It can be enormously frustrating. The feelings of being lost or abandoned in an impersonal healthcare system. The anger at being made to feel a fraud, or that everything is just ‘in your head’ – which it is actually, as in many cases changes in the brain are definitely ‘in your head’ even if they don’t fit traditional diagnostic criteria. The exhaustion from dealing with so many unknowns when you are a person who just wants to ‘get on with it’ so to speak, whatever “it” is, and start treatment.

I’ve been there so I understand. Although I didn’t worry as much 16 years ago when I was diagnosed with ‘not a brain tumor’, I do wish that I had known more about what to look out for regarding other potential symptoms besides paralysis or inability to walk. I might have talked to my doctor sooner during those 5 years between separate investigations for possible MS. I know that my mom worried a lot during those years, but I guess I was blissfully oblivious for a period of time just hoping that I didn’t go temporarily blind again.

Now that I’ve lived with MS for quite some time, and know what it’s like to be ‘in limbo’ regarding unexplained health problems, what would I recommend to others who are experiencing the same thing?
  • Take a deep breath. Actually take 10 deep breaths like this: relax your jaw, breathe deeply in through your nose, breathe out through your mouth keeping your jaw relaxed. I like to let the air which is being exhaled gently push my lips apart; it seems to reinforce the relaxation and inevitably I feel the urge to yawn after doing this for several breaths.
  • Be willing to ask your doctor important questions such as these:
    1. Based on my symptoms, what might we be looking for?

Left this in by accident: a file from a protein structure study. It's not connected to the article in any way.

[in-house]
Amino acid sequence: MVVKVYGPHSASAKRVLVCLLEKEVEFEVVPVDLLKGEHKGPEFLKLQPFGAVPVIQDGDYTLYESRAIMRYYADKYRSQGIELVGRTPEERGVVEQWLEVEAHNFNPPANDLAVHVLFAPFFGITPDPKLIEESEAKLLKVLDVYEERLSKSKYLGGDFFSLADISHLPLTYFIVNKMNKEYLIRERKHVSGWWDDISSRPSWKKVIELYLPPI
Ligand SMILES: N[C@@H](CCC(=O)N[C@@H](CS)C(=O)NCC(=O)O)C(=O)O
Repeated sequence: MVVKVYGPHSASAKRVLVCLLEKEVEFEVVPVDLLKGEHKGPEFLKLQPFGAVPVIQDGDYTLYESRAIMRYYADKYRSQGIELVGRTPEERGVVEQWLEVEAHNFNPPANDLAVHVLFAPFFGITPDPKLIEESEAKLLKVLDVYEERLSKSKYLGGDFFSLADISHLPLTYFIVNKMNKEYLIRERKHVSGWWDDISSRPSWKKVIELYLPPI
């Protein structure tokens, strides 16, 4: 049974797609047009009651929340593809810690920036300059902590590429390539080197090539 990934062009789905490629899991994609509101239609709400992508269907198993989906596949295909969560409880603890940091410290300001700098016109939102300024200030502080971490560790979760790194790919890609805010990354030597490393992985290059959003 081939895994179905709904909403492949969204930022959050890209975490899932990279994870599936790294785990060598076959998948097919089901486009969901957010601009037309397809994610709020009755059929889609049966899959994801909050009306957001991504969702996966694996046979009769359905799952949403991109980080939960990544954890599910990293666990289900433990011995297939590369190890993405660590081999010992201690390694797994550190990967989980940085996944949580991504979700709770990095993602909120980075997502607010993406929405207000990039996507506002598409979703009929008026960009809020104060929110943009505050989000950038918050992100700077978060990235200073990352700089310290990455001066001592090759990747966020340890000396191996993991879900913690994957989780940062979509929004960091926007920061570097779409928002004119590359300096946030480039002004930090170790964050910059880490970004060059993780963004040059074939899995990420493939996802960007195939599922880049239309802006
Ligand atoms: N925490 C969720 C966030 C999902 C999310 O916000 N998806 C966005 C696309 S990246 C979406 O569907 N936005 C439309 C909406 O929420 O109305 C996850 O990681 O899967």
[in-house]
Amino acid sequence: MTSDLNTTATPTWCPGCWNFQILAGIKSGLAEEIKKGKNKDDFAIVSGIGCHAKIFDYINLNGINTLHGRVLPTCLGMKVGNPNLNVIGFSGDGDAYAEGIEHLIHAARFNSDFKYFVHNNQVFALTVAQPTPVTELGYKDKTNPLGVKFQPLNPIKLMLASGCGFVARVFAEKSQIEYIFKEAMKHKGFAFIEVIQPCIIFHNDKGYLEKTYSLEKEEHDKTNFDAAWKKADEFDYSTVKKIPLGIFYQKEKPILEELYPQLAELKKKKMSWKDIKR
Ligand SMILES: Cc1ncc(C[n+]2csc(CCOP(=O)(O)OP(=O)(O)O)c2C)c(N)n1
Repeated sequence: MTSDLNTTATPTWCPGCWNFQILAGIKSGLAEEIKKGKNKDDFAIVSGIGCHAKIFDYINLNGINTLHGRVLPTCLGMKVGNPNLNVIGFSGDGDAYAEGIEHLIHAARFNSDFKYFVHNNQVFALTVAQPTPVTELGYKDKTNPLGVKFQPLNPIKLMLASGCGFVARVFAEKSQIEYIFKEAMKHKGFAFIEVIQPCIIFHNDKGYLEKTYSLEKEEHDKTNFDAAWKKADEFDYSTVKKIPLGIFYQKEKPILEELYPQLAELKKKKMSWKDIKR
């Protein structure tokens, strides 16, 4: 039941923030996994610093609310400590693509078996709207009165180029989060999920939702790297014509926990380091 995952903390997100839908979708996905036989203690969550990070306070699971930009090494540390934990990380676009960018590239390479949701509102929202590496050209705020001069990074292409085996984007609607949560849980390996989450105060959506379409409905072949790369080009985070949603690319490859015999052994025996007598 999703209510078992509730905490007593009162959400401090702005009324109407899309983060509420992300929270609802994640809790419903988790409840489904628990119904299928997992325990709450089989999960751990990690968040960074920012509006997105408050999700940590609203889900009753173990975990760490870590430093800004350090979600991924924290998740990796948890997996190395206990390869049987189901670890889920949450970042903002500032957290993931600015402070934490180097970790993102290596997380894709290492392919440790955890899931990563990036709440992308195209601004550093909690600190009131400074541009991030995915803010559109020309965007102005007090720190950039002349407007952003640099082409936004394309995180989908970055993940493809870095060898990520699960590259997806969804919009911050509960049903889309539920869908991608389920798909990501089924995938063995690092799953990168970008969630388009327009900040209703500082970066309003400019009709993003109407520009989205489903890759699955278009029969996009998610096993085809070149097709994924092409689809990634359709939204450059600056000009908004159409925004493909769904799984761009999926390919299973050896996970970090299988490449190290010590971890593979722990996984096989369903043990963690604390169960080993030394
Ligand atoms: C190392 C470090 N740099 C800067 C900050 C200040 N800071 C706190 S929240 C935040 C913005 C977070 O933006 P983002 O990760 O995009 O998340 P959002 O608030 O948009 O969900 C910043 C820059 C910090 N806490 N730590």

2. What do you expect the tests to show, if anything?
    3. Based on [specific test results], what are the possible outcomes?
    4. If these tests don’t show anything right now, do you suggest we repeat them at a later date? Why?Do you want me to contact you or call the office if things: a) don’t change, or b) do change? How long should I wait before calling?

  • Keep notes/records on your current and past experiences: symptoms, activities which seem to cause or relieve symptoms, appointments with doctors, any tests done and their results.
  • Compile a complete family medical history if you haven’t done so already. What diseases or conditions do/did specific family members have? How old were they when they started having problems? Etc.
  • Know that receiving a diagnosis of “we need to wait to see if something else develops” and will follow-up in six months, or a year, is a valid outcome. Diagnosing MS is not simple, although it may seem so from our own vantage point and it takes more than just checking off the right boxes.
  • If you haven’t already, begin to take good care of yourself. Eat well, get regular exercise, stay mentally and physically flexible and strong, practice mindfulness, and surround yourself with supportive and uplifting people and activities. Spend more time experiencing joy in your life; your body and soul will be stronger for it.

I’m sure that I’ve left out many things that an ‘in limbo, no diagnosis yet’ person would need to know or do. What would be your recommendations? Please share in the comments below because your words really do help others who are looking for information and support.

Story Source: The above story is based on materials provided by MULTIPLESCLEROSIS.NET
Note: Materials may be edited for content and length